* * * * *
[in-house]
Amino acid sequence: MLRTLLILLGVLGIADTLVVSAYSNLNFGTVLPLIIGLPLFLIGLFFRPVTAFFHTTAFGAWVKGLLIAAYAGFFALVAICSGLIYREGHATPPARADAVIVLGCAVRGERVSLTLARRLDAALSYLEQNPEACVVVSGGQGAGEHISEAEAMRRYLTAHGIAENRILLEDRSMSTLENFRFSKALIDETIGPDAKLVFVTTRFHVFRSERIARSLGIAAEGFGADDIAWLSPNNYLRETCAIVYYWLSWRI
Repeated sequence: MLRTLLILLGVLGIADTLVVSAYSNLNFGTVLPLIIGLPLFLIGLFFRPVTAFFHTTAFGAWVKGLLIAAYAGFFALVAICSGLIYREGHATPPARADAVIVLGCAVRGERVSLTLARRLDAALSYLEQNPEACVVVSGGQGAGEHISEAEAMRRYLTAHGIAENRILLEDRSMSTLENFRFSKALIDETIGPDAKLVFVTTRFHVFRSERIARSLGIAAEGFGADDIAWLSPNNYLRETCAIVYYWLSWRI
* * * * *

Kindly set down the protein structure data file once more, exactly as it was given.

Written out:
[in-house]
Amino acid sequence: MLRTLLILLGVLGIADTLVVSAYSNLNFGTVLPLIIGLPLFLIGLFFRPVTAFFHTTAFGAWVKGLLIAAYAGFFALVAICSGLIYREGHATPPARADAVIVLGCAVRGERVSLTLARRLDAALSYLEQNPEACVVVSGGQGAGEHISEAEAMRRYLTAHGIAENRILLEDRSMSTLENFRFSKALIDETIGPDAKLVFVTTRFHVFRSERIARSLGIAAEGFGADDIAWLSPNNYLRETCAIVYYWLSWRI
Repeated sequence: MLRTLLILLGVLGIADTLVVSAYSNLNFGTVLPLIIGLPLFLIGLFFRPVTAFFHTTAFGAWVKGLLIAAYAGFFALVAICSGLIYREGHATPPARADAVIVLGCAVRGERVSLTLARRLDAALSYLEQNPEACVVVSGGQGAGEHISEAEAMRRYLTAHGIAENRILLEDRSMSTLENFRFSKALIDETIGPDAKLVFVTTRFHVFRSERIARSLGIAAEGFGADDIAWLSPNNYLRETCAIVYYWLSWRI